Satellite pyramids (as opposed to queens pyramids) were more often located to the south or south-east of the pyramid, so the presence of fragments of sarcophagus does not confirm that it was for the burial of a queen rather than for a ritual burial.

Boat pit

Boat pit of Djedefre's pyramid from

A trench pit on the east side of the pyramid is generally thought to have been the boat pit, although the remains of a boat have not actually been found there. Instead fragments of around one hundred and twenty statues of Djedefre were dumped here. Again it is suggested that these were intentionally defaced, but probably by Romans and Christians. The attribution of this pit as a boat pit is, however, fairly secure as traces of the covering slabs have been found on a bench located between the pit and the enclosure wall and the pit itself is curved to accommodate the hull and the prow of the boat.

Enclosure wall and Causeway

There was an inner and outer enclosure wall. A covered walkway linked the inner wall to the causeway. The outer wall is around two and one half meters thick. It is oriented roughly north-south, with the causeway linking to it from the north. There is a large open space within the wall to the north of the pyramid.

The causeway which would normally connect with a valley temple runs north-south (instead of east-west) so far no valley temple has been found (although some consider that it lies unexcavated at Wadi Qarun). There is also the unusual presence of storage rooms and housing for priests which would normally be found with the valley temple but in this case are located beside the pyramid.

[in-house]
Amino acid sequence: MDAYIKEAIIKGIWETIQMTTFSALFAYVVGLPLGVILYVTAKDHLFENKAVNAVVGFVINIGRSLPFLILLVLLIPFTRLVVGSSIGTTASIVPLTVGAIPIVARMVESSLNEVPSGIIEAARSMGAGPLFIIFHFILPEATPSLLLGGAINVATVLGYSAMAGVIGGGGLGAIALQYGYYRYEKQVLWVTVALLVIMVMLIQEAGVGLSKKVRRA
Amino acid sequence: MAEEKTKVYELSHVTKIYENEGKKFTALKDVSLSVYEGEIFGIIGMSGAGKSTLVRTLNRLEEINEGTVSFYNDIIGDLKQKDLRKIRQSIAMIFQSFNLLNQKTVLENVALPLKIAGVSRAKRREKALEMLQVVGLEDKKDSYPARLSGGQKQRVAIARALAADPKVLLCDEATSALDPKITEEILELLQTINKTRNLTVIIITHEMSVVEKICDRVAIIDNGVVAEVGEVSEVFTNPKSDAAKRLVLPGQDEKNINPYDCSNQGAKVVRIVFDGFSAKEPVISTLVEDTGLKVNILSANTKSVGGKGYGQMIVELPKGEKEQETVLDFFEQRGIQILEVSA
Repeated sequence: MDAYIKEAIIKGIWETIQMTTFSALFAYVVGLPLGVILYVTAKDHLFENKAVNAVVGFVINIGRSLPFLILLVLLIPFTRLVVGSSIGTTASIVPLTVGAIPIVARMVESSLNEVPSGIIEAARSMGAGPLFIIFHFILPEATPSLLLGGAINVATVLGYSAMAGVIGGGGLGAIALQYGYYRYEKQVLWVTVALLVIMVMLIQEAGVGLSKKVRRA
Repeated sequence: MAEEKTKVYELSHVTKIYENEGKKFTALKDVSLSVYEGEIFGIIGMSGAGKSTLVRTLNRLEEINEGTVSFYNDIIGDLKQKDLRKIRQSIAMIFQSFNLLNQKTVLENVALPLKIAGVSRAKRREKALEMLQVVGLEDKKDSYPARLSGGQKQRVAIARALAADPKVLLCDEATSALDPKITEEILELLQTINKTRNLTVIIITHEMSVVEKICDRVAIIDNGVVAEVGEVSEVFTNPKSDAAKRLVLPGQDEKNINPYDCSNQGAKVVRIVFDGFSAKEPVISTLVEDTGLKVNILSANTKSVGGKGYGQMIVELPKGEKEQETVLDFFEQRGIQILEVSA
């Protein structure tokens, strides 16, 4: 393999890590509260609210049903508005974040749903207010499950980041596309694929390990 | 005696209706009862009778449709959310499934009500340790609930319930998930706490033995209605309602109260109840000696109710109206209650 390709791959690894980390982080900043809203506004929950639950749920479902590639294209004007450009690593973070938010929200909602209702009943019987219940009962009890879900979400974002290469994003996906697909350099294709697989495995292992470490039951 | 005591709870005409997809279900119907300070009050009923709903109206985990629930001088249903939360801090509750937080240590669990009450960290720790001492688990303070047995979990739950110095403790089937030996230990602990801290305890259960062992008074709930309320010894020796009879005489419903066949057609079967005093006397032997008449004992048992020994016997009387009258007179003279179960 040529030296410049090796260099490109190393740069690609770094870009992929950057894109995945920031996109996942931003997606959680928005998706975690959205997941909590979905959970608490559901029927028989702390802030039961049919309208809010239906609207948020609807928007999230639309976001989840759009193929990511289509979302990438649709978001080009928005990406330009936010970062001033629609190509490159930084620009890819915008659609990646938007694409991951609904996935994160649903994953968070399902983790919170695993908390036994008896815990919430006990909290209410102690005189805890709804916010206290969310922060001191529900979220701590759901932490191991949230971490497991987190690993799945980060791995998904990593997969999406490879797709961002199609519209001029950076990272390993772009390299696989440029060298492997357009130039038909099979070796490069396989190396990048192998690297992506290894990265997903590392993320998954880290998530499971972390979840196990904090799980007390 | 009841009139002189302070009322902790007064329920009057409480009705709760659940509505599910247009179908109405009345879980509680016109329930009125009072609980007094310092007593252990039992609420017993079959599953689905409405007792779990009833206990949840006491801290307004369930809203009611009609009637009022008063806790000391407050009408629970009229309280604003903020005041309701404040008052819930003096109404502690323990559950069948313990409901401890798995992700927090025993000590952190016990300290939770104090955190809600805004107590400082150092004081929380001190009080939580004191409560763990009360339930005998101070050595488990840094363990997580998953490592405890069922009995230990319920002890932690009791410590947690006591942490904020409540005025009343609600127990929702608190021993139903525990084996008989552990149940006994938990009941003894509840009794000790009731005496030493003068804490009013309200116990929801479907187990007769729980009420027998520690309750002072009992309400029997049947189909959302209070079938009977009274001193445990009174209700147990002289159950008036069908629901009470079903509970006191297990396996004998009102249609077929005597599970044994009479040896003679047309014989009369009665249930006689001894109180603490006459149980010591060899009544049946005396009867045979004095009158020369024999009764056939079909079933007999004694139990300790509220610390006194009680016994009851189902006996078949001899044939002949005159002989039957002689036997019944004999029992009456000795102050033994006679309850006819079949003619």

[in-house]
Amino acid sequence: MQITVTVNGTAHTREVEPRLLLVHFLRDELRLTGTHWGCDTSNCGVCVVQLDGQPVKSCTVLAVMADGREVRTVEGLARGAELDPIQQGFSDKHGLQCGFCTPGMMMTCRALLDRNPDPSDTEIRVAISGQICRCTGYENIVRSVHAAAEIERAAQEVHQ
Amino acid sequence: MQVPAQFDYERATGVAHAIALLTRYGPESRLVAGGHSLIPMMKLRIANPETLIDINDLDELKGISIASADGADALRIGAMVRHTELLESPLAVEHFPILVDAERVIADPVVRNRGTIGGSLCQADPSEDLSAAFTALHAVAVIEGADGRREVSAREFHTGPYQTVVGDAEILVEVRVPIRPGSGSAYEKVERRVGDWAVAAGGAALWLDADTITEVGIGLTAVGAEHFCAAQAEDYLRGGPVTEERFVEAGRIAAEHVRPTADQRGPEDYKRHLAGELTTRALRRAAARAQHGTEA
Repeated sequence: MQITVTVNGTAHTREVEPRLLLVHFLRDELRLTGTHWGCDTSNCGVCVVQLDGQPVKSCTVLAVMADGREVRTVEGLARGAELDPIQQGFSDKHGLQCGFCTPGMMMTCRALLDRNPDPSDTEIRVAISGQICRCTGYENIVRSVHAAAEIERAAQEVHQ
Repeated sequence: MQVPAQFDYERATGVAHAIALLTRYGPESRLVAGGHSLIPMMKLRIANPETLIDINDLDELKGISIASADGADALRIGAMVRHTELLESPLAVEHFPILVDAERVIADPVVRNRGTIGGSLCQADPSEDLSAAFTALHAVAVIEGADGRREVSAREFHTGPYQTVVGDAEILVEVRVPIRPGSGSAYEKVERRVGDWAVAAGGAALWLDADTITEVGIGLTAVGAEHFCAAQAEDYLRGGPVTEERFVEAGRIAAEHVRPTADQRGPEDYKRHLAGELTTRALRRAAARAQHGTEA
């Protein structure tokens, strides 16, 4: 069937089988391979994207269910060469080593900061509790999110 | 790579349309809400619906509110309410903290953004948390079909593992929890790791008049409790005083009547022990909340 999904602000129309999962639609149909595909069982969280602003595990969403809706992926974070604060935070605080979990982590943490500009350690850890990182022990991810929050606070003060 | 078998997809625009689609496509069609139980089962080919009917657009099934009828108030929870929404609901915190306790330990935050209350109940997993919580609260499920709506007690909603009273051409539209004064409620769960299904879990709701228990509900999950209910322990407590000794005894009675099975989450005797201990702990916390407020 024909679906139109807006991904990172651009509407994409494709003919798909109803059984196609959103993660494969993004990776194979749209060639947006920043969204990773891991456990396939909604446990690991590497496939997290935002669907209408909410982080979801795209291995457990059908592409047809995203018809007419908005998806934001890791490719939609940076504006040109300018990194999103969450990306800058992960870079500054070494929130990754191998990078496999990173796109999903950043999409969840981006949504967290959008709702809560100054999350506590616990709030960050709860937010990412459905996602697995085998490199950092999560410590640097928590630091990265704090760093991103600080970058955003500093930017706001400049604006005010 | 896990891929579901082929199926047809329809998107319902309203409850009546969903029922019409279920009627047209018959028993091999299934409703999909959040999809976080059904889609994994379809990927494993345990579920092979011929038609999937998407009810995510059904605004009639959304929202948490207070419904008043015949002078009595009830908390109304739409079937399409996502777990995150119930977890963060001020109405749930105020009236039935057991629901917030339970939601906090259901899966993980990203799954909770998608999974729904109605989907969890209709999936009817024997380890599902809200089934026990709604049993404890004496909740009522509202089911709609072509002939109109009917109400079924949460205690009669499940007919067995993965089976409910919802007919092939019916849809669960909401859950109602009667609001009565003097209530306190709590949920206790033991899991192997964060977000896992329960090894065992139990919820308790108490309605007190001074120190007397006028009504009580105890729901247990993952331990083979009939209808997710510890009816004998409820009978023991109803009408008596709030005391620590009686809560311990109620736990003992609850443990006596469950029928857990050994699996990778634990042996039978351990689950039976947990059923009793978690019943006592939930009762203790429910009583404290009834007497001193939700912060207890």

Workshops and housing

A walkway crosses the space between the inner and outer walls leading to the workshops and associated structures. These structures include a guard room, a number of grain stores, a workshop, workers housing, bakeries, and a brewery. Some of these structures were adapted to form a small cult centre during the sixth dynasty and many were re-used in later times.

The workshops of Djedefre's pyramid complex (copyright Roland Unger)

A significant quantity of stone chips in the workshops suggests that blocks were cut into shape here before being placed on the structure. A fragment of a diorite statue depicting Menkaure found here supports the assertion that he was responsible for conducting restoration work on the pyramid and seems to argue against the existence of a family feud.

A house in the western workshop courtyard comprised of a reception hall with columns flattened against the walls and a single central column, a bedroom, and public rooms opening in a small court. A seal containing Djedefre’s name was found here suggesting that this domicile was occupied by someone servicing his cult.

  • Kathryn Bard (2008) An introduction to the Archaeology of Ancient Egypt
  • Mark Lehner (1997) The Complete Pyramids
  • Miroslav Verner (2009) The Pyramids

Copyright J Hill 2010